It is calm and sunny over the East River and it is nothing short of a perfect day to sit in a canoe in the chill of the morning and drink a cup of coffee.
A prime bird observation location, I stay alert and paddle with reasonable quietness, but it is not until I pass the railroad bridge, the first of the five bridges, that I see a bird. A solitary greater yellow legs stops its incessant head bobbing and flies upstream, crossing the river as it goes. When I get near again, it gets up and flies off back behind me. That was nearly a mile of water before seeing the first bird...quite a difference from summer.
After the highway bridge (the third bridge), I hear a kingfisher and spot a whitetail deer at the waters edge near a pair of American black ducks. Only then do I see the kingfisher. Now is the proper time for that cup of coffee.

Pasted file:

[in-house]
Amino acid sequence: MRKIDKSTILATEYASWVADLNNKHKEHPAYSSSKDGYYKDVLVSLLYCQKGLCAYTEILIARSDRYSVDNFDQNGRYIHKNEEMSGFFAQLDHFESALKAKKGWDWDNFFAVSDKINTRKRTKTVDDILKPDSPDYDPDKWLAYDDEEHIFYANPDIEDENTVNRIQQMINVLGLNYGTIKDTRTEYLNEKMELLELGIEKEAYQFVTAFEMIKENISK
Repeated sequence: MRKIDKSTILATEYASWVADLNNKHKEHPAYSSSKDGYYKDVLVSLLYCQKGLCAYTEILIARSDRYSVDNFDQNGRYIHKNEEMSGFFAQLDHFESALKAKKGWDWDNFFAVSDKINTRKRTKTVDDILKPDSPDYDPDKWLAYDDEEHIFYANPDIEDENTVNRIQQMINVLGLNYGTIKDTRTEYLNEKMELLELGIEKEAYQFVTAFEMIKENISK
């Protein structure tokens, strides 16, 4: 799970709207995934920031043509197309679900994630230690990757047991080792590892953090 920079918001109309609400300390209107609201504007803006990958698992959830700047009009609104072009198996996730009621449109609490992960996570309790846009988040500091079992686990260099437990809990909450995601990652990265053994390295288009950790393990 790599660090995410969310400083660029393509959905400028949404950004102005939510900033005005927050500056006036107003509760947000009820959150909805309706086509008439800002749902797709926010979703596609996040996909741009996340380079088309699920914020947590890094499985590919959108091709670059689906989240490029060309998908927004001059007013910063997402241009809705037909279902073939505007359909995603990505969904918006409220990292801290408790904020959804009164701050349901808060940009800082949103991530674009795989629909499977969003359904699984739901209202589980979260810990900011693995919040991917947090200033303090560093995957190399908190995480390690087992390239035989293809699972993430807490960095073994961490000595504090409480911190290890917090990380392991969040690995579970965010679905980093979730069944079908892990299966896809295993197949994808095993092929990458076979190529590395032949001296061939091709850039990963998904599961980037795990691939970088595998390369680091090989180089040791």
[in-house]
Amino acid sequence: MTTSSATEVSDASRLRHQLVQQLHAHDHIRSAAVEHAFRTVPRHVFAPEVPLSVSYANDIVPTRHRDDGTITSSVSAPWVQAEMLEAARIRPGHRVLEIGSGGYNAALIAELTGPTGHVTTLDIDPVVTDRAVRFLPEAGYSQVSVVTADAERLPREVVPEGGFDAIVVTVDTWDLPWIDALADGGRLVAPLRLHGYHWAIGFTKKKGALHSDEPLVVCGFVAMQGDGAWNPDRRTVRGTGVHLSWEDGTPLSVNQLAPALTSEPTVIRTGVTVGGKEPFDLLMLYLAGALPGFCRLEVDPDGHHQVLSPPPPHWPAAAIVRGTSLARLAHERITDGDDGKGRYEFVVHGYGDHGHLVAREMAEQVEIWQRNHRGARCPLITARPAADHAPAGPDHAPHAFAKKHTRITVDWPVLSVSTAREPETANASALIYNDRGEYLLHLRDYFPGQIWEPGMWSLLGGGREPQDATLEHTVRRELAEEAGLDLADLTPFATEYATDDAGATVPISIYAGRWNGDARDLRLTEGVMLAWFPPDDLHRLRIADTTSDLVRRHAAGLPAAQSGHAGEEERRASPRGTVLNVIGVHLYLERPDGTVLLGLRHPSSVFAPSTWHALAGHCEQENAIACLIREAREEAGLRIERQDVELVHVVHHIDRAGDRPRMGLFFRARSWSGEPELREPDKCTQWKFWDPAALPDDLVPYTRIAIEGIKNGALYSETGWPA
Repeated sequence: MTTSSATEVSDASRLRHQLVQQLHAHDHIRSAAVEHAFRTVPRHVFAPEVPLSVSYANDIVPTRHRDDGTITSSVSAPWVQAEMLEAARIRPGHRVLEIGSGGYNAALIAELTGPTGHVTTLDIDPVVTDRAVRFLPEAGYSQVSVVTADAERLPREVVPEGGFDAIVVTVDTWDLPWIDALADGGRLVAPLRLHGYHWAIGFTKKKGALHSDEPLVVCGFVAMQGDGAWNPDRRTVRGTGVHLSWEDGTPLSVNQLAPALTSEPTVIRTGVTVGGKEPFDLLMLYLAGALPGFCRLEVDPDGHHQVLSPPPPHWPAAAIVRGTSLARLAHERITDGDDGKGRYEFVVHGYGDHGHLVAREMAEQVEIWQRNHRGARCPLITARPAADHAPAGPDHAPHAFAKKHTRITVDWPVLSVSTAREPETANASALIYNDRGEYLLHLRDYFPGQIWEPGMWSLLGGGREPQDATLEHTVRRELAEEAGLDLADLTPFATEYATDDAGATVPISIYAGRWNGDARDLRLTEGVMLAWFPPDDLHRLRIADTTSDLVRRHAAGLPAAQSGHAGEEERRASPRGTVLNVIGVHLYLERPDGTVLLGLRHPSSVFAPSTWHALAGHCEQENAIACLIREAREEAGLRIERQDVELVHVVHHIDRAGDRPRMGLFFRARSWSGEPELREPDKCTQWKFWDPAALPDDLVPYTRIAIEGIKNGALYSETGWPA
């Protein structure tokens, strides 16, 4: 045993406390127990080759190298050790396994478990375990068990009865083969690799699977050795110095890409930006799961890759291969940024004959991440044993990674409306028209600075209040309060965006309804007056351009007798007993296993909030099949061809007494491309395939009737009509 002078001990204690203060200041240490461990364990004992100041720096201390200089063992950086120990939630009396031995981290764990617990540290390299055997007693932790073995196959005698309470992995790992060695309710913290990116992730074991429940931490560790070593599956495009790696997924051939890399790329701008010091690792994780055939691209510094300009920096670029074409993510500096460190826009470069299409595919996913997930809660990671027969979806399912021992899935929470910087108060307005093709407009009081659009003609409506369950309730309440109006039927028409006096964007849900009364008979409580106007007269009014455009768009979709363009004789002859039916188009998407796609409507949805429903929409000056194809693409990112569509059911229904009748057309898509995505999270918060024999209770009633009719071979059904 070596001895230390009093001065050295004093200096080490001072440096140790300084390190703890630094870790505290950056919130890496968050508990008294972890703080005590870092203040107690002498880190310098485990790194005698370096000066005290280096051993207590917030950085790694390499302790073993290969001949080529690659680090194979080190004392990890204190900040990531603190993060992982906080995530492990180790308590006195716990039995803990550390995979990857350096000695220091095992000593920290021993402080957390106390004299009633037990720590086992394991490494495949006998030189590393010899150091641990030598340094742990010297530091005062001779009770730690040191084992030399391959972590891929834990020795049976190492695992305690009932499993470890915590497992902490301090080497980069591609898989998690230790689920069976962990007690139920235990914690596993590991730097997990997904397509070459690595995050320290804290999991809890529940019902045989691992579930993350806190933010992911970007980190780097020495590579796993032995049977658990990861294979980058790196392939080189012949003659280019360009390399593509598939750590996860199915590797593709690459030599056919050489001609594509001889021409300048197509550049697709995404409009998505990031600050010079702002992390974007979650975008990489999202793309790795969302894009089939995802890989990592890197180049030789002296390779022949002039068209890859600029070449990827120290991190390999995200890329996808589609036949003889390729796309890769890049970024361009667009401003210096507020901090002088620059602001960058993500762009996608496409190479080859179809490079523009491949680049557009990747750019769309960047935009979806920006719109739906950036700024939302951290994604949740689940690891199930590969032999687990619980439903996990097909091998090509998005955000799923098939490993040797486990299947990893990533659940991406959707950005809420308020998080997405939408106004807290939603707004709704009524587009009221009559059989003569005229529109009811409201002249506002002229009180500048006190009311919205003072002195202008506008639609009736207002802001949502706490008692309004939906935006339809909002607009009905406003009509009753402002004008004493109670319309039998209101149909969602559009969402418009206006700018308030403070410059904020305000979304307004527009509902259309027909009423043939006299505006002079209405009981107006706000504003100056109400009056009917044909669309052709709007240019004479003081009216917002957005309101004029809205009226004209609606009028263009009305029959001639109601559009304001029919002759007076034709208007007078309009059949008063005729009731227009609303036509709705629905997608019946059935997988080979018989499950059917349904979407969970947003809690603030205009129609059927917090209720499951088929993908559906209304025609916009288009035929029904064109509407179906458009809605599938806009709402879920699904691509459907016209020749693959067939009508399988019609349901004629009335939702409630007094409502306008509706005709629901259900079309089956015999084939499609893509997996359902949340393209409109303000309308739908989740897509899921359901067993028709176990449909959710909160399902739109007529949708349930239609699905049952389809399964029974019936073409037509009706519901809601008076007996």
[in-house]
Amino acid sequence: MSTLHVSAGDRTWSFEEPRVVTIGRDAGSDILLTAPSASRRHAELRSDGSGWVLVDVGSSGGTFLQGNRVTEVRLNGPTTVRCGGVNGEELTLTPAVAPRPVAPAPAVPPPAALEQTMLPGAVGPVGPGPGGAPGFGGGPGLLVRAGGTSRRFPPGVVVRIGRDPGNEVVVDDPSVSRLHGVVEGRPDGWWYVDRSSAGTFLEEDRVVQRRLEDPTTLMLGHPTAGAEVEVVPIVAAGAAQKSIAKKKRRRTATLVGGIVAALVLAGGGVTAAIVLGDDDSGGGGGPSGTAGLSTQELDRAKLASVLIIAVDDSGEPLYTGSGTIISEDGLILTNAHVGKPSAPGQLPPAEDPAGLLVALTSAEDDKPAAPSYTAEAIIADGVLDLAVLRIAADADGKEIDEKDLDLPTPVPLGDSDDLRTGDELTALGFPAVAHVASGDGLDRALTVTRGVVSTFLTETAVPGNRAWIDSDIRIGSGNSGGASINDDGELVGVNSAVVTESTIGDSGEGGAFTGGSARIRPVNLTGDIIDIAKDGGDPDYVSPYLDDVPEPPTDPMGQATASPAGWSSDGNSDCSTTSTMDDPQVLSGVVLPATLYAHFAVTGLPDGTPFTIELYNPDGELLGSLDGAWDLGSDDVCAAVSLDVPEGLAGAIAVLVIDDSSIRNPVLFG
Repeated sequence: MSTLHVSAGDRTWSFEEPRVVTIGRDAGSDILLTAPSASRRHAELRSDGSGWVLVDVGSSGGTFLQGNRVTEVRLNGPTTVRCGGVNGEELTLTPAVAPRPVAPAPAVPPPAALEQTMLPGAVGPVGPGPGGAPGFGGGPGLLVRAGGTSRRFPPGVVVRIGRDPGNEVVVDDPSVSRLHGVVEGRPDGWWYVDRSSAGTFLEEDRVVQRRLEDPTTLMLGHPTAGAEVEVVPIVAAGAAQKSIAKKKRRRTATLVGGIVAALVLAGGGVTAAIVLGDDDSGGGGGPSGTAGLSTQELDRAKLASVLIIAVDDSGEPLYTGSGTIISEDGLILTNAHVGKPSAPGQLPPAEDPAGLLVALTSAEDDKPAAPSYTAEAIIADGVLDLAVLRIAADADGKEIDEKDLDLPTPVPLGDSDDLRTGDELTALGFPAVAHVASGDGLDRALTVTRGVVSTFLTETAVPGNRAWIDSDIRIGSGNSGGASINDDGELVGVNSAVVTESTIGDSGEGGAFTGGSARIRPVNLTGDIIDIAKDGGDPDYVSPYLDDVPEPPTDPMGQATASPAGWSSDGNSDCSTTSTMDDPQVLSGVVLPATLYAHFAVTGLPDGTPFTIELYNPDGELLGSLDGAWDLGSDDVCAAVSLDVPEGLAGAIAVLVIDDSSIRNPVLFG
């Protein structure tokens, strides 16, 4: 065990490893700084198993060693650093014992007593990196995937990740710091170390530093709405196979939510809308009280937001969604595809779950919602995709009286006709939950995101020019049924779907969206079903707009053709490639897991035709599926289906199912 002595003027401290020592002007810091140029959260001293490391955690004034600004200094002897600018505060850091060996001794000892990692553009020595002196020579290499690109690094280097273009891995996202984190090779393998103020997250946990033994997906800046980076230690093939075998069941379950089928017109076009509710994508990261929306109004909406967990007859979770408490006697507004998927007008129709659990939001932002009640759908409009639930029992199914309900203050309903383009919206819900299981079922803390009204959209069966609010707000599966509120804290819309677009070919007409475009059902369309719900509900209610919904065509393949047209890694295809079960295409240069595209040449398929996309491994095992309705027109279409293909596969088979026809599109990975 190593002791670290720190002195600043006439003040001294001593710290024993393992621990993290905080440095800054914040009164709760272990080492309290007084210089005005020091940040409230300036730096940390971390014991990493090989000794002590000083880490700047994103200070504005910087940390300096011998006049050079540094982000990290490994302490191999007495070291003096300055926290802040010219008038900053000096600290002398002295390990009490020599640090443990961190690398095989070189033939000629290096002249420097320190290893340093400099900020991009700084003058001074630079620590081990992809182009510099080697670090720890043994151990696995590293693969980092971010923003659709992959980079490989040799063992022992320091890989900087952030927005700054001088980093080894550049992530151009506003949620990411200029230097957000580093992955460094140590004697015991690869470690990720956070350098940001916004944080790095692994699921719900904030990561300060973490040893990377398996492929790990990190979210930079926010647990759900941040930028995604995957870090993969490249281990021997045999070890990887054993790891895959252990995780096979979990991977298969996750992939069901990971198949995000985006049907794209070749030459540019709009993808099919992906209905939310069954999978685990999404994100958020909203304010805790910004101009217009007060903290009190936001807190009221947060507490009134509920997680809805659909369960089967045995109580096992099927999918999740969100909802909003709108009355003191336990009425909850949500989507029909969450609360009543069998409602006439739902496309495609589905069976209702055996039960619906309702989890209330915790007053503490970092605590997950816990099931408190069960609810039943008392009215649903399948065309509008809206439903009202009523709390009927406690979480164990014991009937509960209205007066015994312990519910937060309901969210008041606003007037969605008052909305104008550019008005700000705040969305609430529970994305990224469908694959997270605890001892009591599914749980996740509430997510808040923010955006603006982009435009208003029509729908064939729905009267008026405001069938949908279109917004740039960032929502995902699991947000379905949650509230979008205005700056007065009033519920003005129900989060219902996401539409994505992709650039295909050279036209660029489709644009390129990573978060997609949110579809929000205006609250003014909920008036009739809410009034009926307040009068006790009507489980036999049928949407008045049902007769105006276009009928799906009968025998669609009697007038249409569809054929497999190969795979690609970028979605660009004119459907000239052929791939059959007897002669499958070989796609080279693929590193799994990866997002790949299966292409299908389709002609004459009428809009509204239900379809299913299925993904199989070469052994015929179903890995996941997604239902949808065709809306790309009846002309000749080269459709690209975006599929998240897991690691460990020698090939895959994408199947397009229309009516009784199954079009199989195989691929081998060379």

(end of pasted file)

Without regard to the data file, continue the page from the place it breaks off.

A few hundred yards past the fourth bridge, the stone arch one, I turn off the river into a meandering channel that leads to a collapsed dam that, some hundred and fifty years ago, powered a simple up and down sawmill.
|the left half of the dam can been seen in the distance|
|looking down into the breach|
|The Foote Bridge|
The fifth bridge is the Foote Bridge. I gather that there has been a bridge at this location for quite some time. The current bridge is modern, built on less than modern foundations. It is essentially a private bridge although hikers use it to access trails in the area. It is also the point where the East River becomes too shallow to paddle except at the peak of high tide, when one can go another half mile up to the sixth bridge before grounding out, period.